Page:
When asked by someone in the audience which of his novels he was most proud of he named The Years of Rice and Salt, adding “that book blew my brain. Fuses went out that will never come back.” For those not familiar with The Years of Rice and Salt, it is an alternative history novel based on the premise that the Black Death killed around 99% of Europe’s population in the 12th century rather than around 30-40% of the population. More recently, Australian novelist John Birmingham used a similar alternative history premise in a contemporary setting in Without Warning.
Stan discussed that his utopian interests are not for goals like immortality or other high ideals but the basics such as food, water, clothing, education and welfare can be achieved for all people. He suggested that all 400 or so generations of humans since the ice age, all have been working toward a better future for their children. His idea of utopia seems to be a situation in which every person has a satisfactory life and that this can be maintained permanently. With this achieved, human effort would be freed up for discovery and enjoyment of life.
“I could easily imagine a terraformed Mars,” he said, describing the terraforming of Mars as something he personally thinks is a matter of when rather than if it will be done (ie. made suitable to support human life).
He also mentioned that his ideas on economics were along the lines of Schumpeter’s concept of nested co-operative groups, adding that “economics is a pseudoscience; the astrology of our time”.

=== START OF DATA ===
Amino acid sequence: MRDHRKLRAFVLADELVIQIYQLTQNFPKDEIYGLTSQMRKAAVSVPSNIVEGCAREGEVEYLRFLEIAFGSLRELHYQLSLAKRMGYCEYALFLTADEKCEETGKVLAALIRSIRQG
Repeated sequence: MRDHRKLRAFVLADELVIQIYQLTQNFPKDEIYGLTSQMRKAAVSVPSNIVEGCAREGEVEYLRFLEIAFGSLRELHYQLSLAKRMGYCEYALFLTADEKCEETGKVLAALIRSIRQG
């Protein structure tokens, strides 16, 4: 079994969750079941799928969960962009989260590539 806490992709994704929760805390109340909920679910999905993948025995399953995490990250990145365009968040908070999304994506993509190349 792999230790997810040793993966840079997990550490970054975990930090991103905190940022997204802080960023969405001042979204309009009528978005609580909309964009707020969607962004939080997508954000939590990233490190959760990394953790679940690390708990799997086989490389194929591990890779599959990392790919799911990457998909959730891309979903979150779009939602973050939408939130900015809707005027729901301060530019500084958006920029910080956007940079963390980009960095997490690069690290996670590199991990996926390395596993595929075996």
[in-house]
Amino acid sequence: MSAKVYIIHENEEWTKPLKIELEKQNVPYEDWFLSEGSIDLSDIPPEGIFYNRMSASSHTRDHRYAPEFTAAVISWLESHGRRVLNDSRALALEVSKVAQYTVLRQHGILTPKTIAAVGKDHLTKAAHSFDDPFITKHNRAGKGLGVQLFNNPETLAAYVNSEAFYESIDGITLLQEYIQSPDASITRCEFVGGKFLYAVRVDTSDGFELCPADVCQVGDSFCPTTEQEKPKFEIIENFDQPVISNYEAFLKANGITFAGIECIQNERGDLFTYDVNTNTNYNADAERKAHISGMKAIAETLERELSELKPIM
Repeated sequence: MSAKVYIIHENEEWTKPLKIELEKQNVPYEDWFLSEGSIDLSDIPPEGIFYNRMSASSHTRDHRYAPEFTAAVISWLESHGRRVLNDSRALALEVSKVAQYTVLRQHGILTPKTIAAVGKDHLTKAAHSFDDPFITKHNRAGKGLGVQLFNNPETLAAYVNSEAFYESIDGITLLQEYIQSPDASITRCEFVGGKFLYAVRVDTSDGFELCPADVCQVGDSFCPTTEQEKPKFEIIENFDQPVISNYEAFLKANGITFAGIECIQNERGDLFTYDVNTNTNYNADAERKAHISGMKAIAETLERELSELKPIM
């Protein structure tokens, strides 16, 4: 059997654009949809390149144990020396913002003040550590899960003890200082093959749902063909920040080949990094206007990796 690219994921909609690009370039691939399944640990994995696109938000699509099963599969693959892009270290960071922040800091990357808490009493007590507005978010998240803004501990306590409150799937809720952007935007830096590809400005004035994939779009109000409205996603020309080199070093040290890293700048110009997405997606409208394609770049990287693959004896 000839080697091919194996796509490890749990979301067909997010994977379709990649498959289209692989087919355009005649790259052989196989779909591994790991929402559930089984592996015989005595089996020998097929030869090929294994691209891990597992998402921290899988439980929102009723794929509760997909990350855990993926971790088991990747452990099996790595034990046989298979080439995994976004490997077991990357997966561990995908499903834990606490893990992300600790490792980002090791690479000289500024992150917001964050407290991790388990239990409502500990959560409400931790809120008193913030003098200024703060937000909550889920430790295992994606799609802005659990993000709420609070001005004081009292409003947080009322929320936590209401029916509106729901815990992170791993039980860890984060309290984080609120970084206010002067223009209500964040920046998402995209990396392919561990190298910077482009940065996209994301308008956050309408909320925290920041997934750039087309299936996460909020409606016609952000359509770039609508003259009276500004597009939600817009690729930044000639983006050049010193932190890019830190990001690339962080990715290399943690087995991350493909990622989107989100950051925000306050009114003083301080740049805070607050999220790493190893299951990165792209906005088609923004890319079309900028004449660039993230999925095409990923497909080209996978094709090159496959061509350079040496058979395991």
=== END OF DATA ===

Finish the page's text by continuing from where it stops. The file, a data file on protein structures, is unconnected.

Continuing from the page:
Stan came across in his speech, and throughout the conference, as a guy who is of good humour, has a range of interests across arts and science, seems realistic and honest in his judgments and passionate about people enjoying life but not judgmental towards those who have different ideas on the best ways to facilitate people’s enjoyment of life.
If you haven’t read his Mars trilogy, it’s worth a read. Here, I’ll get you started:
“Mars was empty before we came. That’s not to say that nothing had ever happened. The planet had accreted, melted, roiled and cooled, leaving a surface scarred by enormous geological features: craters, canyons, volcanoes. But all of that happened in mineral unconsciousness, and unobserved. There were no witnesses – except for us, looking from the planet next door, and what only in the last moment of its long history. We are all the consciousness that Mars has ever had.
Now everybody knows the history of Mars in the human mind: how for all the generations of prehistory it was one of the chief lights in the sky, because of its redness and fluctuating intensity, and the way it stalled in its wandering course through the stars, and sometimes even reversed direction. It seemed to be saying something with all that. So perhaps it is not surprising that all the oldest names for Mars have a peculiar weight on the tongue – Nirgal, Mangala, Auqakuh, Harmakhis – they sound as if they were even older than the ancient languages we find them in, as if they were fossil words from the Ice Age or before. Yes, for thousands of years Mars was a sacred power in human affairs; and its color mase it a dangerous power, representing blood, anger, war and the heart.
Then the first telescopes gave us a closer look, and we saw the little orange disk, with its white poles and dark patches spreading and shrinking as the long seasons passed.”
NEXT: Joseph Campbell and the Hero’s Journey
The Australian Literature Review